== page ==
Citing Sources - AVOID PLAGIARISM!

How to Avoid Plagiarism

Give Credit Where Credit's Due

Plagiarism-the attempt to pass off the ideas, research, theories, or words of others as one's own-is a serious academic offense. Most students know when they are intentionally plagiarizing, for example copying an entire essay out of a book. However, many people are tripped up by unintentional plagiarism-not giving proper credit for others' quotes, facts, ideas, or data.

When in Doubt, Give Credit

A good rule of thumb is to always give credit for any ideas that aren't yours by citing your sources. Different teachers may have different standards for citation. Usually, your teacher will specify how you should present your citations, but if they don't, ask.

The most common citation formats are APA, 6th edition and MLA, 7th edition. APA tends to be used more for Science and Math research, where MLA is used more for English/CA/Reading and Social Studies research papers. Tutorials for these are included on this webpage under RESOURCES AND BEYOND, plus there are many good websites as well. Also check with your teacher for specific directions.

When Don't You Have to Cite?

Common Knowledge

You don't have to give credit for a fact stated in your own words. For instance, information that is generally considered to be common knowledge does not need to be cited, such as:

Apes and dolphins are known to be quite intelligent creatures.

Your Own Ideas

You also don't have to give a citation for facts or ideas that you, yourself, have established. However, it's always a good idea to make the origin of such material clear, as shown in the example below:

After conducting a survey of my fellow middle school students, I found that 72 percent say that the potential for a good income after graduating will be an important factor in their decision about what training they may need after high school or what they will major in once they begin college.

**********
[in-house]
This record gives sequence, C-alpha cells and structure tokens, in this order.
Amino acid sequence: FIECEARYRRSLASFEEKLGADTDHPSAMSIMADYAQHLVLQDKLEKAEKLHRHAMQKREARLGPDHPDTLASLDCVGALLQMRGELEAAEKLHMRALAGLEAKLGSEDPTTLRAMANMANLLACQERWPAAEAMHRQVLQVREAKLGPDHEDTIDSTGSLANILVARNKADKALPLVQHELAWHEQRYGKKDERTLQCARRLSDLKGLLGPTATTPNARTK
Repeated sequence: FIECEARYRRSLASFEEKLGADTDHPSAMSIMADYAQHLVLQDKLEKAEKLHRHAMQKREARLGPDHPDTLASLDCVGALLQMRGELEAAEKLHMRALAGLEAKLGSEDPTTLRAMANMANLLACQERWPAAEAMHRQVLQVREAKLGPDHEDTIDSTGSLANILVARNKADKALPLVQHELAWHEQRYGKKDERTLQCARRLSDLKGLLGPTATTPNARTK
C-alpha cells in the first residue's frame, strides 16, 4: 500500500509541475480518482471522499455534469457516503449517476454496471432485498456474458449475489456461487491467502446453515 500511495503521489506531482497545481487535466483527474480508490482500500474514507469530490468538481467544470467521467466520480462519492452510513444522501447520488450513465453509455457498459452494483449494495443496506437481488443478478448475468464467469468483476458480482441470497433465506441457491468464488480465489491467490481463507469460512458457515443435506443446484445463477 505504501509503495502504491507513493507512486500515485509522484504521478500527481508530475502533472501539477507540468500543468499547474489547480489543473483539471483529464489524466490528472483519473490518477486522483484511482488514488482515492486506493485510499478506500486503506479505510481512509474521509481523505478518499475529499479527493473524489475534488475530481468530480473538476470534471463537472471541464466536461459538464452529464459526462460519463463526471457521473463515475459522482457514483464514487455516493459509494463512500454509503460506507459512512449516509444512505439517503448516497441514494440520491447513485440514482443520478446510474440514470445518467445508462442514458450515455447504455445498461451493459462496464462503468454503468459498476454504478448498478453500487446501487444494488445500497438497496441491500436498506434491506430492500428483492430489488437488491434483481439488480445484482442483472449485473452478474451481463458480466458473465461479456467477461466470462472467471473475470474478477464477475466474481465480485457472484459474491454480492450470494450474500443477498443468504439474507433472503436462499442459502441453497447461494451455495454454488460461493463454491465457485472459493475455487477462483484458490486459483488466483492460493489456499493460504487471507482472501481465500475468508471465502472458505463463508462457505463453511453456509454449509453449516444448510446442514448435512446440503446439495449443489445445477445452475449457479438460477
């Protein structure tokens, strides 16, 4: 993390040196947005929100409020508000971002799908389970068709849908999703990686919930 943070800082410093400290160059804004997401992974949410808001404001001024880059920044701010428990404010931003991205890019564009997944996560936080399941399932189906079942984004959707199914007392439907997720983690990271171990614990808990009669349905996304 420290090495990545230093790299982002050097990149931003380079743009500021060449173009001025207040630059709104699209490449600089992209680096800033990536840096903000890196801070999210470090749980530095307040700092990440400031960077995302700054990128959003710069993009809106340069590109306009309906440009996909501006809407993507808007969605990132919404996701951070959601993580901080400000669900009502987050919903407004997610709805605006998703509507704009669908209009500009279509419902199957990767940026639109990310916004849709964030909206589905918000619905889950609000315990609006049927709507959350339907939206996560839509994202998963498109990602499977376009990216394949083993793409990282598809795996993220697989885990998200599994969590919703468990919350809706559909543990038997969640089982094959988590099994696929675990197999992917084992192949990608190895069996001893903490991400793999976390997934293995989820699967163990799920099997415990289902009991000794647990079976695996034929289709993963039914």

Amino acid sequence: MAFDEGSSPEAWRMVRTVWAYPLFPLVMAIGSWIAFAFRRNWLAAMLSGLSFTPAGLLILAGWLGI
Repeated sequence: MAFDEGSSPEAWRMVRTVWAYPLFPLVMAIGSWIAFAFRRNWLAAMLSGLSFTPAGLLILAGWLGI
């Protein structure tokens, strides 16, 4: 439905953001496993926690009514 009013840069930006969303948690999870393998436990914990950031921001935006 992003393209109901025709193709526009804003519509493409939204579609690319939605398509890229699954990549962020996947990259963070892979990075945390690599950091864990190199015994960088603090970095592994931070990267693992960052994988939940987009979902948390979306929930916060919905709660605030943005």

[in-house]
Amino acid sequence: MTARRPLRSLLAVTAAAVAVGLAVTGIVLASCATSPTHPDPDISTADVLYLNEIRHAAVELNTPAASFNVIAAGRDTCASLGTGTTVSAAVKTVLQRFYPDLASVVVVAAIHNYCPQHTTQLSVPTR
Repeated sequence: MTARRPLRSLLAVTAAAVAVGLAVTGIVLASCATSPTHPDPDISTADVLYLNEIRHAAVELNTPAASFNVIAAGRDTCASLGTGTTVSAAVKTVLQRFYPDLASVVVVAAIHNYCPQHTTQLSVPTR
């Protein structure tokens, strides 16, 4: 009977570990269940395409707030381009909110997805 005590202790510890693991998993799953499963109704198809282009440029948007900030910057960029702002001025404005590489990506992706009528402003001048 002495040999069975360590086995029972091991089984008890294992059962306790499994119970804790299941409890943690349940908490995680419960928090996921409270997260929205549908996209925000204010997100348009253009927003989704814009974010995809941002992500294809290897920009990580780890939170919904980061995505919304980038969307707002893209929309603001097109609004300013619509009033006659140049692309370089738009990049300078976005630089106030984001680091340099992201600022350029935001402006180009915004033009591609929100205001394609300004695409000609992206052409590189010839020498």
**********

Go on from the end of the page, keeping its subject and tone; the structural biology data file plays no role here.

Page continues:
Is Paraphrasing Plagiarism?

Paraphrasing--putting information and ideas into other words for the sake of being more brief or more clear. Used properly, paraphrasing can be a powerful tool for both explaining ideas and making persuasive arguments. But what constitutes proper and improper use of the paraphrase?

Take the following example of an original text:

The lost-wax casting process (also called cire perdue, the French term) has been used for many centuries. It probably started in Egypt. By 200 BCE the technique was known in China and ancient Mesopotamia and was soon after used by the Benin peoples in Africa. It spread to ancient Greece sometime in the sixth century BCE and was widespread in Europe until the eighteenth century, when a piece-mold process came to predominate.

--Marilyn Stokstad, Art History, Volume Two (New York, Prentice Hall, Inc. and Harry Abrams, Inc., 1995), 31.

And here is a paraphrase:

The lost-wax casting process is an ancient method for making metal sculpture. While the ancient Egyptians appear to have been the first to use it, other cultures around the world also developed or imported the technique. Introduced to Europe by the ancient Greeks in the sixth century BCE, it remained an important artistic method up to the eighteenth century (Stokstad, 31).

Rather than simply restating the text, the author of the paraphrase changes the text to draw out a particular idea and leaves out the details that aren't relevant to the point she's making. In addition, she adds more clarity by including a short definition of the lost-wax method in her opening sentence. Most importantly, the author has cited her source by author and page number.

This information has been paraphrased from:

APA Citations, 6th edition
MLA Citations--7th edition